Become More Productive and Eliminate Notification Overload
Ding! A new mail notification appears.
Chirp! A friend just mentioned you on twitter.
Bleep! Someone just liked your facebook post.
Many of us are bombarded every day by the various sounds, message boxes, and vibrations made by our desktop computers, phones, and tablets when a new notification arrives.
Many years ago when I first started using a desktop email application, I changed the settings to check the server for new mail in the shortest interval possible, I think it was every minute. I wanted read that new mail the instant I received it.
Later, I clearly recall being in awe of the notification options available to me when I bought my first smartphone. Suddenly, I could receive notifications about text messages, news, weather alerts, sports scores, social network interactions, and more. Nearly every app on my phone provided some kind of notification.
Within a year, I was experiencing notification overload and decided I needed to eliminate as much of the notification distractions from my life as possible. If anything, just to get my some sanity back in my life.
There were two things I did to get the notifications under control and reduce the distractions.
Turn Off Mail Alerts
The first thing I did was turn off my mail alerts on my desktop computers and smartphone. In place of the mail alerts, I began processing my email on my schedule, in batches, and not based on when another person decided to send me a message.
In conjunction with that, I also set my applications to only check for new mail once every hour. I didn’t see any reason to do it more frequently if I wasn’t processing email as often.
Turn Off Smartphone Notifications
I also turned off nearly all notifications from apps on my smartphone. Only a select few were allowed to remain. All are notifications that I decided should be allowed to distract me for various reasons:
- Phone – If I receive a voicemail or missed call, I want that notification there telling me about it. I might wait to return the phone call, depending on the caller and my current availability.
Messages – When I receive a text message, I want to know about it. They’re usually short and could possibly contain critical information that I need immediately.
Calendar Events – If I need to be somewhere at a certain time and proactively set an alert to remind myself, I definitely want to be notified.
Reminders – If I set a reminder to do a task at a specific time (like take medications), the whole idea is to break me out of whatever I’m doing and remind me to do that other thing.
Sports Scores – I rarely use these, but when I want to keep up with a game that I’m not watching, I will set up the sports score app alert me on that game, and only that game.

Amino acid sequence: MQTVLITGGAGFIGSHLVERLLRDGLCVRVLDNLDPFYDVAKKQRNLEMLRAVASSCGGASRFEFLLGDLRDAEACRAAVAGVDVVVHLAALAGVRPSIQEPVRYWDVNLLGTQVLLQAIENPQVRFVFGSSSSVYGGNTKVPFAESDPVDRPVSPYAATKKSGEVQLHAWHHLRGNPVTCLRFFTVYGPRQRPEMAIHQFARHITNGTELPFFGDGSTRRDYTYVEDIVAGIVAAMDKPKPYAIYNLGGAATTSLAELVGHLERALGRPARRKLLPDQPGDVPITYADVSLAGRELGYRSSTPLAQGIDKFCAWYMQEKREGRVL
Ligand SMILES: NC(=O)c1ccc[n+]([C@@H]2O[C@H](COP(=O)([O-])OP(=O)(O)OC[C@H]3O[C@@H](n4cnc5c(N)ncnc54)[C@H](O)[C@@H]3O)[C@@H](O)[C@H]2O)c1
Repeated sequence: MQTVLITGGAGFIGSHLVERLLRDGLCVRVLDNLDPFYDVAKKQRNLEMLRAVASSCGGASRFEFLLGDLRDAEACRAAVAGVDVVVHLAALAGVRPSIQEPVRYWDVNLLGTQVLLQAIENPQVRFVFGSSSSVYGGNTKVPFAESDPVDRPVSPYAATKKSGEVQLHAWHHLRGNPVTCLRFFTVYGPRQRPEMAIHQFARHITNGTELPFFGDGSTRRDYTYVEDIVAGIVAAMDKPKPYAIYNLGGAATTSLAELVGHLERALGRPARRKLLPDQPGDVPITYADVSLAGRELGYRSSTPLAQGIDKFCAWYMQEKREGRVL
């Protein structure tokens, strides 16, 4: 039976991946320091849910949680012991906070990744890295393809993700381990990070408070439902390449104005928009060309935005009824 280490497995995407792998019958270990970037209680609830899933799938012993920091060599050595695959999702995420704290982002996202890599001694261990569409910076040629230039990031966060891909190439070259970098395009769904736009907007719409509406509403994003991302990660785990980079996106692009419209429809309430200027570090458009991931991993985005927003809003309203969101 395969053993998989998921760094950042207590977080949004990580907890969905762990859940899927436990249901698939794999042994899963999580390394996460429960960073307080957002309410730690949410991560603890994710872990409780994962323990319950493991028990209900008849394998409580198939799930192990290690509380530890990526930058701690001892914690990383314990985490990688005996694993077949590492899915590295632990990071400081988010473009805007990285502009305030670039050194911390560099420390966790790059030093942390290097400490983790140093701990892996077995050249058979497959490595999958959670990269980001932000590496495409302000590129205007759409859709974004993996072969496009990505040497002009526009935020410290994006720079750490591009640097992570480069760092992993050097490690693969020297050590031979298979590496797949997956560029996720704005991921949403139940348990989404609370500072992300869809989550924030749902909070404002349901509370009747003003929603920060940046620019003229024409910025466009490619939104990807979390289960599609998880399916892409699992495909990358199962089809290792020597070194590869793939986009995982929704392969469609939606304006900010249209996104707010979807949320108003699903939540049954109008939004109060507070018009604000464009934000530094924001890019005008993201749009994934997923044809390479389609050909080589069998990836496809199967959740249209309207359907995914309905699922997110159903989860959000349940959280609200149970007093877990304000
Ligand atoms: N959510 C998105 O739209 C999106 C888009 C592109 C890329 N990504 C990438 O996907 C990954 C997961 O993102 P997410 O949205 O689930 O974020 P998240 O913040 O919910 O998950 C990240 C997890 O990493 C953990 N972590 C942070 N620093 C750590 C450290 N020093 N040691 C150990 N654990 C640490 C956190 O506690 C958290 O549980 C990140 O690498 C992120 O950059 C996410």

Shopping – I have three apps that notify me when certain items go on sale, when items ship, or when an auction is ending. To be honest, if I take anything off this list, it would probably be the shopping alerts. I really don’t need them. However, they’re staying for now.
Those are the only alerts I receive. You might be sitting there asking why I don’t want breaking news alerts, social network alerts, email alerts, or some other notification. They all break my focus on whatever task I’m working on and I’ve decided that none of those need to be dealt with that very moment. I do take time to read or watch the news, check in and update social networks, and, as I mentioned earlier, I still process my email. However, I do all those things when I’m ready to focus on them.
Breaking The Notifications Habit
It was a challenge to change my behavior and break my psychological dependence on receiving notifications. However, once my inbox and phone were quiet, it was amazing how much real work I could get done. The best part is that I still had time to process email, check social networks, and read news.
If you are having trouble accomplishing what you want to get done each day, then you might want to ask yourself if you are being interrupted by notifications too frequently. The easy answer is to turn some of those notifications off. A good question you might ask yourself about each notification you receive is, “Does receiving this notification right now make my life better?” If not, then maybe you should turn that notification off.
I turned off many notifications and broke the habit. As a result, I’ve been more productive getting the tasks done that I want to do each day, and am happier overall.